We are soooooooo proud of Jack. He’s done well. We know he wasn’t the biggest corm ever. Let’s face it: at 26 lbs. he was a small corm in the World of Amorphophallus corms. Everyone here can attest that he hasn’t had a plush lifestyle the last four years. But he’s a Texan. He’s an SFA Lumberjack. He loved the attention, the kids, the crowds and he’ll always be a memory to this wonderful garden in the Pineywoods of East Texas. Stay tuned to this website for the announcement of a CD of high resolution images and to keep posted on the success of our pollination. We need a nap.

Who is Big Jack?

Big Jack is Amorphophallus titanum – the infamous Titan Arum or Giant Corpse Flower and it is found exclusively in the equatorial rainforests of Sumatra, Indonesia. The plant is said to grow in openings in the rainforest on limestone hills. The plant was discovered by Italian botanist Odoardo Beccari in 1878. The plant is endangered in the wild and very few exist in cultivation.

How rare is this blooming event?

After its discovery in 1878, seeds from the wild resulted in the first blooming of this species in cultivation at Kew in England in 1889. The first recorded bloom in the U.S. was at the New York Botanical Garden in 1937. There have been only about two dozen recorded flowering events in the USA since then. A flowering event is often turned into a giant extravaganza for those few botanical gardens and arboreta that have been blessed with a plant that survives and actually flowers successfully. This Texas plant proudly joins the list.

How does this plant do what it does?

The plant grows from a large corm which reaches weights up to 200 lbs. in the wild. Typically, the corms are smaller in cultivation but often top 75 lbs. or more. For most of their life, corms produce solitary, highly dissected leaves over 12’ high and 10’ across. Leaves persist for about a year and senesce. The plant then enters a dormant phase of several months. A replacement leaf emerges and the plant moves to growing a new root system and adding to the size of the corm. After a year or so, the process is repeated. Infrequently, instead of a replacement leaf, the corm will generate the blessed event: a flower. In that season, the leaf will emerge only after the flower has collapsed. The entire life cycle of leaf growth, flowering, and dormant periods is botanically strange, considering that these plants are found only warm equatorial jungle habitats. Equally curious, in the wild, the stages are evidently quite randomly spaced, with some plants in various stages of growth at any given time. The evolutionary significance of this is a matter of great debate. The plant is known to live forty years or more and can flower several times in its life cycle.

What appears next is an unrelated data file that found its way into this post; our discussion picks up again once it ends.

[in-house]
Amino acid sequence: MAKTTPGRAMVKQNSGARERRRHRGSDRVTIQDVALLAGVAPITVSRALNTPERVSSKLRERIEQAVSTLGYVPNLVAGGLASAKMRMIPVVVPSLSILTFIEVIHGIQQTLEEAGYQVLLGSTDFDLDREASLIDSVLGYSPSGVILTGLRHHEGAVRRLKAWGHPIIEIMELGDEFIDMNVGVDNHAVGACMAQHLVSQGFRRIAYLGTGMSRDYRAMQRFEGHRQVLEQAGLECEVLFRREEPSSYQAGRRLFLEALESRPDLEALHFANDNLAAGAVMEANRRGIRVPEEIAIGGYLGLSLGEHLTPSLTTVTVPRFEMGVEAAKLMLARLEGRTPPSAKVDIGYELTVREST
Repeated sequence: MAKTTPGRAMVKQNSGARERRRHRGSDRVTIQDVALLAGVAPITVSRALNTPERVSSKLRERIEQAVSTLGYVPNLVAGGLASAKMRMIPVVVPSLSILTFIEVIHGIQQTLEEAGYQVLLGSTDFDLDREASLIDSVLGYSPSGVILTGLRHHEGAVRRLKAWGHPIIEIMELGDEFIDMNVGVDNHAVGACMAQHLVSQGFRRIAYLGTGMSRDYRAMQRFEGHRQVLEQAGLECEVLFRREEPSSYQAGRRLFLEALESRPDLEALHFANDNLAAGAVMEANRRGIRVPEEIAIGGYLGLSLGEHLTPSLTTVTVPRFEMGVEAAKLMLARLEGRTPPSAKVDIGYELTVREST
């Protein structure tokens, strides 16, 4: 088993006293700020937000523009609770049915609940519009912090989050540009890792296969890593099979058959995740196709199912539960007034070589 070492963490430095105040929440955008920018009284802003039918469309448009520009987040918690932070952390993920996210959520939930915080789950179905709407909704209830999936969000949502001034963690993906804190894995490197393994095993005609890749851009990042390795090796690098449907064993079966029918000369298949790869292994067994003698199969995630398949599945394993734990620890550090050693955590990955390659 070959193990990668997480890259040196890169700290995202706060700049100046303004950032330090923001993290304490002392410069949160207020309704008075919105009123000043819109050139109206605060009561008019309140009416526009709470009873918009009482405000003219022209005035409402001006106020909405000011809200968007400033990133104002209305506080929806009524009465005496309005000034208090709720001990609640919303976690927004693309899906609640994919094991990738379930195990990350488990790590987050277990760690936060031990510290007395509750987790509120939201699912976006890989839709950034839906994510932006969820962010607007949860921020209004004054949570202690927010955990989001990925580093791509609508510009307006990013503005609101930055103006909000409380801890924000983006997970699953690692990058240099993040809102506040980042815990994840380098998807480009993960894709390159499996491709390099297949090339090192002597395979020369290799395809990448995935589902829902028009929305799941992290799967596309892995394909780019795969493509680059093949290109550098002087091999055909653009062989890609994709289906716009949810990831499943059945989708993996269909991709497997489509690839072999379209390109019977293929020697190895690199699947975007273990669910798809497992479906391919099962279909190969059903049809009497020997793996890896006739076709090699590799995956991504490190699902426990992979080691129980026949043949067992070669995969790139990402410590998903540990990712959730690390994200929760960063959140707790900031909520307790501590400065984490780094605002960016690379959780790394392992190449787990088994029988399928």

What’s the big deal about this flower?

First, let’s be correct. Titan Arum had the title of the largest “flower in the world” but technically, the “flower” is really an “inflorescence", or a cluster of flowers. The spadix can reach over 6 feet tall (the tallest ever recorded was over 10 feet), and when fully open the spathe can reach about 3 feet across. Thousands of true flowers are hidden inside at the base of the spadix (the fleshy central column). The large frilly-edged leafy structure enclosing the spadix is called the spathe. Male and female flowers are separate and in a ring around the base of the plant, with the female flowers below and receptive first, the male flowers above and releasing pollen the next day. This means that the plant must be cross pollinated. A plant will not produce seed unless pollinated from another plant because of the timing of stigma receptivity and pollen release. We call this dichogamy.

How bad is the odor?

Very few people have been blessed enough to catch the corpse flower at its most powerful fragrance. Most bizarre to the general public is that when the flower is fully open, it emits the nauseating fragrance of rotten meat (hence its Indonesian common name ‘Bunga Bangkai’). The odor begins on opening of the inflorescence and lasts for about 8 hours. The flower typically stays open 18 hours to two days. The stench, strongest at night, is there to attract pollinators, thought to be carrion beetles and sweat bees in the wild. The odor is reported to be emitted in waves as a gas and as a colleague of mine at the University of Connecticut recently told me, “a good whiff at the wrong time caused great pain and made my sinuses hurt for several days.” This sounds like a sure fire way to create a lifelong Amorphophallus Avoidance Anomaly Syndrome. Rule:don’t stick your head into an open flower in the first eight hours.